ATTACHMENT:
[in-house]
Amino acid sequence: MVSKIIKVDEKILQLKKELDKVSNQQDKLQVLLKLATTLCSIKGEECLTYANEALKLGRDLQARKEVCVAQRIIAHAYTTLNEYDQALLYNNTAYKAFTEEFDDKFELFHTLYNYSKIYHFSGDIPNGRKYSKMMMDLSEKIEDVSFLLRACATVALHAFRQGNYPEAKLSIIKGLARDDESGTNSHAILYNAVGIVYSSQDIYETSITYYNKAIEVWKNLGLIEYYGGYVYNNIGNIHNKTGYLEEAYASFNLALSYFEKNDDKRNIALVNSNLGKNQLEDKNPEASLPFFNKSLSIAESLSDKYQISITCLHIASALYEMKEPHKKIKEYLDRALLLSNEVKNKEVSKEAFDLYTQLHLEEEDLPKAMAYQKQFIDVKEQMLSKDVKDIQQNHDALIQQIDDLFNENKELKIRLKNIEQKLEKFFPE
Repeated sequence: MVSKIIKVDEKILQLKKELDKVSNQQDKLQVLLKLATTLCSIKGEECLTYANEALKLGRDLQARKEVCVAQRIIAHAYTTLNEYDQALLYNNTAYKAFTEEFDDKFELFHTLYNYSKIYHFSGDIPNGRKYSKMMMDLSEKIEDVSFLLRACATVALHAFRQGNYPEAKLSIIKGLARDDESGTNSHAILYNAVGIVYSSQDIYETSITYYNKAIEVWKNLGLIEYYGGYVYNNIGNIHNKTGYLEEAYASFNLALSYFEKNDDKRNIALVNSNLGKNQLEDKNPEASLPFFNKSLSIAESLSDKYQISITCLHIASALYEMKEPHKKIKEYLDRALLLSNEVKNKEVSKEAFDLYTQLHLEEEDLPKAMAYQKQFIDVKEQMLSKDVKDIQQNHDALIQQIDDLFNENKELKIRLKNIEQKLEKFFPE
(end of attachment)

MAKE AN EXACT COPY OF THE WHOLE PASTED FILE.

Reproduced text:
[in-house]
Amino acid sequence: MVSKIIKVDEKILQLKKELDKVSNQQDKLQVLLKLATTLCSIKGEECLTYANEALKLGRDLQARKEVCVAQRIIAHAYTTLNEYDQALLYNNTAYKAFTEEFDDKFELFHTLYNYSKIYHFSGDIPNGRKYSKMMMDLSEKIEDVSFLLRACATVALHAFRQGNYPEAKLSIIKGLARDDESGTNSHAILYNAVGIVYSSQDIYETSITYYNKAIEVWKNLGLIEYYGGYVYNNIGNIHNKTGYLEEAYASFNLALSYFEKNDDKRNIALVNSNLGKNQLEDKNPEASLPFFNKSLSIAESLSDKYQISITCLHIASALYEMKEPHKKIKEYLDRALLLSNEVKNKEVSKEAFDLYTQLHLEEEDLPKAMAYQKQFIDVKEQMLSKDVKDIQQNHDALIQQIDDLFNENKELKIRLKNIEQKLEKFFPE
Repeated sequence: MVSKIIKVDEKILQLKKELDKVSNQQDKLQVLLKLATTLCSIKGEECLTYANEALKLGRDLQARKEVCVAQRIIAHAYTTLNEYDQALLYNNTAYKAFTEEFDDKFELFHTLYNYSKIYHFSGDIPNGRKYSKMMMDLSEKIEDVSFLLRACATVALHAFRQGNYPEAKLSIIKGLARDDESGTNSHAILYNAVGIVYSSQDIYETSITYYNKAIEVWKNLGLIEYYGGYVYNNIGNIHNKTGYLEEAYASFNLALSYFEKNDDKRNIALVNSNLGKNQLEDKNPEASLPFFNKSLSIAESLSDKYQISITCLHIASALYEMKEPHKKIKEYLDRALLLSNEVKNKEVSKEAFDLYTQLHLEEEDLPKAMAYQKQFIDVKEQMLSKDVKDIQQNHDALIQQIDDLFNENKELKIRLKNIEQKLEKFFPE